Inspired on the parametric damper model of Guo et al. [13], which has good balance between performance and complexity, the damper fault in (2) can be represented bywhere is the electric current to control the MR force and represents the nonlinearities of the shock absorber. For , reduces to the passive damping force of the suspension system. is then interpreted as the lack of damping force from the nominal one, caused by the oil leakage.

By using the degree of leakage in an MR damper as a varying parameter in the QoV model dynamics, which is estimable by physical features of the shock absorber (pressure sensors, accelerometers, etc.), an LPV observer can be used to estimate the faulty force instead of using a parameter estimation algorithm for (3) that is sensitive to noise measurements.

By substituting (3) into the vertical model dynamics of (1), a state-space representation of the QoV model with a damper leakage can be obtained aswith .

By defining a generalized LPV plant of the form of (5) using the faulty system matrices in (4), with , and augmented by the weighting function states asit is possible to design an LPV/ observer of asymptotically stable in all variations of , whose robust performance (estimation error) is defined as a control approach.

On considering that only one MR damper is faulty, the other three healthy MR dampers can be used for the fault compensation. Using the fault estimation (e.g., if the front-left MR damper is faulty), it is possible to determine the compensation forces , , from the vertical vehicle dynamics in the center of gravity of a 7-DOF model, such thatwhere are the stiffness forces of the springs and , with , are the nominal MR damping forces used in a free-fault case, and the compensation forces are specifically used to keep the balance in the vertical vehicle dynamics once a damper fails, such that that is, the equilibrium only depends on the vehicle dimension parameters to make the load distribution.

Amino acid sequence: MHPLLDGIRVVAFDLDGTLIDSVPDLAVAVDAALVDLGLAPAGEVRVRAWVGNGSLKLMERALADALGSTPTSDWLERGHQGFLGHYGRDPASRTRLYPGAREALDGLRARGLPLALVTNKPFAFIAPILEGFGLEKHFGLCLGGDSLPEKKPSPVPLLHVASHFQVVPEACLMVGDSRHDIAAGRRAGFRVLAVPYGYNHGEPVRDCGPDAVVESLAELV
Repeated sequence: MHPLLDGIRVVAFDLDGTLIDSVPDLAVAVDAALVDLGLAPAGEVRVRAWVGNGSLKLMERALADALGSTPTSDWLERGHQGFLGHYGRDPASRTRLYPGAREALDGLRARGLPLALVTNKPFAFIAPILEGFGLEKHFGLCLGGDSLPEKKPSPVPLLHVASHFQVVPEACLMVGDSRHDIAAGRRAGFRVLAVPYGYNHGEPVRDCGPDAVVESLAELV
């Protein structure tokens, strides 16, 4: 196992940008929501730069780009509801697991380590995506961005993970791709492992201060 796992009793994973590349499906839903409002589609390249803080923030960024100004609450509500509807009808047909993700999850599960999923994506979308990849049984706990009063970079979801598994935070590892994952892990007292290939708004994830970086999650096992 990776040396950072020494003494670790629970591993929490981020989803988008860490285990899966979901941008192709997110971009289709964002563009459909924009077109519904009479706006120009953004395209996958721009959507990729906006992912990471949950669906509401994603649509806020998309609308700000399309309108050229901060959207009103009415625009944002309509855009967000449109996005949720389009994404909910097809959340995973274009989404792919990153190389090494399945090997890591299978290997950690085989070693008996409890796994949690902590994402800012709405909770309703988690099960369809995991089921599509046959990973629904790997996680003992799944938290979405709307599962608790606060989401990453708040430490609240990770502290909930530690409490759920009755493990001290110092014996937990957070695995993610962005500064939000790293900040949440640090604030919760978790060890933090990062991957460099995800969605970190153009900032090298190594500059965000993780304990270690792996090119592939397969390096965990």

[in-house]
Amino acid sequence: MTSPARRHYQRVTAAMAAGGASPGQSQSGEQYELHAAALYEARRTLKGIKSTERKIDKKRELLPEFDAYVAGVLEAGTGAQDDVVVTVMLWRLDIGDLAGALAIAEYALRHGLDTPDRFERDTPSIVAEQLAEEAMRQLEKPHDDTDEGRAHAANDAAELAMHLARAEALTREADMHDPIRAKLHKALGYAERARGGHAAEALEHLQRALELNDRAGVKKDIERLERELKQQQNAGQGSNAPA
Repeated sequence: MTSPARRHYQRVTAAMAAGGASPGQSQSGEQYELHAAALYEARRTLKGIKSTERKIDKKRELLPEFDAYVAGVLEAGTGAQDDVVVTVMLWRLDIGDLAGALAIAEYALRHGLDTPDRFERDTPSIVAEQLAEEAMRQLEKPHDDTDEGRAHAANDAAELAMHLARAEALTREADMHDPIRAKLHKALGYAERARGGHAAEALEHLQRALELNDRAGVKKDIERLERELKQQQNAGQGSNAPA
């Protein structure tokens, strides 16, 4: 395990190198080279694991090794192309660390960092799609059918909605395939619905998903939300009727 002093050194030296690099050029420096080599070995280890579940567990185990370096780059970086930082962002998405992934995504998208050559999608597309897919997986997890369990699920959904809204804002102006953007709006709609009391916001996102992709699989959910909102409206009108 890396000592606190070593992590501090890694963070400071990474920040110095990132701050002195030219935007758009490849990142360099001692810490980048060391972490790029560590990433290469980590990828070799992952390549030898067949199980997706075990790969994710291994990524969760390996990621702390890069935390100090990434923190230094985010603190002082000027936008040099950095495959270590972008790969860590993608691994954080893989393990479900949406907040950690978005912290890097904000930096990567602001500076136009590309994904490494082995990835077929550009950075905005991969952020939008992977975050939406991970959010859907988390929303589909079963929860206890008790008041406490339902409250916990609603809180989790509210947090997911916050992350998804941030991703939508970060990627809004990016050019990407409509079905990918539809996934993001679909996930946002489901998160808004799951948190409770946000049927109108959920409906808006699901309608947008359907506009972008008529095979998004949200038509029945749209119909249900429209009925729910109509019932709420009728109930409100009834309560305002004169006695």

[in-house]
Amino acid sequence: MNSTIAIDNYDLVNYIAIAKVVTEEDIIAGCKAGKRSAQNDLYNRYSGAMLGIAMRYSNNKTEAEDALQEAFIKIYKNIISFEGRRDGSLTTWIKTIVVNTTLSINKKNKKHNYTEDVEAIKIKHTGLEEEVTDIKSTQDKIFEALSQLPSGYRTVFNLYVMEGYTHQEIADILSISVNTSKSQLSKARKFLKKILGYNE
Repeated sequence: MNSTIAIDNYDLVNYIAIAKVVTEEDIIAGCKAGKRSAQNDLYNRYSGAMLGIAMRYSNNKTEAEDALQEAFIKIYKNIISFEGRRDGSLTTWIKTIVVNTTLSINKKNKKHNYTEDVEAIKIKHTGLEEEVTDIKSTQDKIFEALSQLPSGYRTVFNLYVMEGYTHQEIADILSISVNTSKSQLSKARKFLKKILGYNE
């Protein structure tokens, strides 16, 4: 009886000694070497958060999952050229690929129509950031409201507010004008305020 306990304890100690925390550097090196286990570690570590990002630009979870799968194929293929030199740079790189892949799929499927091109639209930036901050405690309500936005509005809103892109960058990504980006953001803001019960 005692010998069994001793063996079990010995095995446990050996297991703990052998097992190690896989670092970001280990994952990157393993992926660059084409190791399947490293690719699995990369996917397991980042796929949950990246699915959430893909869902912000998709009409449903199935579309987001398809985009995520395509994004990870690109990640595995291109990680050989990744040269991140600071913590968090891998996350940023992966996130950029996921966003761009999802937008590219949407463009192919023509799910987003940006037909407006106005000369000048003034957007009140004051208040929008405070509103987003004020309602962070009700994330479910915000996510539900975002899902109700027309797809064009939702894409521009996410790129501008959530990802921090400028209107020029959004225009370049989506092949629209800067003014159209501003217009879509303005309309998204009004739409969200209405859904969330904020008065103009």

The controlled force with fault adaptive features in a QoV is then composed by a nominal actuation (, free-fault case) and by a compensation actuation (, at presence of faults). Using an LPV controller, it is possible to design an AVCS that fulfills the semiactiveness and saturation constraints of the damper when the compensation force is added, such that the closed-loop system iswith by appropriately choosing the gains , , such that the closed-loop system () is asymptotically stable for all parameter variations. Two varying parameters are used in the controller design: represents the semiactiveness of the MR damper and its saturation that depends on the maximum damping force available for the compensation.

3. LPV/ Fault Observer

On using the bounded parameter , which represents a multiplicative damper fault in (2), it is possible to design an LPV/ observer to determine the lack of force caused by the damper leakage.

3.1. LPV Modeling

From (4), an LPV model structure can be expressed asHowever, the model of (9) does not respect the polytopic solution because the system is parameter dependent on the input. In order to make parameter independent and get a proper structure for the LPV based controller synthesis [22], the model in (9) is a state-augmented system by adding a low-pass filter with state and matrices (, , ), such that the new LPV model is given bywhere is the column matrix of associated with and is the column matrix of associated with the road profile in (4).

Scheduling Parameters. The LPV system in (10) includes 2 time-varying parameters, assuming that both can be estimated directly from measurements or by additional sensors. The formed polytope represents a quadrilateral polygon, whose vertices are given by the bounded values of and .

By defining the set of four Linear Time-Invariant (LTI) systems, the main idea is to design an LPV observer of the missing force caused by the damper leakage, whose convex combination is stable for all trajectories of the varying parameters by solving an LMI problem.

3.2. LPV/ Observer Design

Based on the LPV model of (10), an LPV/ observer is designed to estimate the damping force lost by the oil leakage in the shock absorber, adding robustness to unknown road disturbances. The frequency specification performance is to reduce the estimation error of the faulty force (); represents the weighting function used to minimize the estimation error in the frequency range of interest for the suspension motion, while shapes the road irregularities in the observer design in a frequency band of interest, even narrow-banded: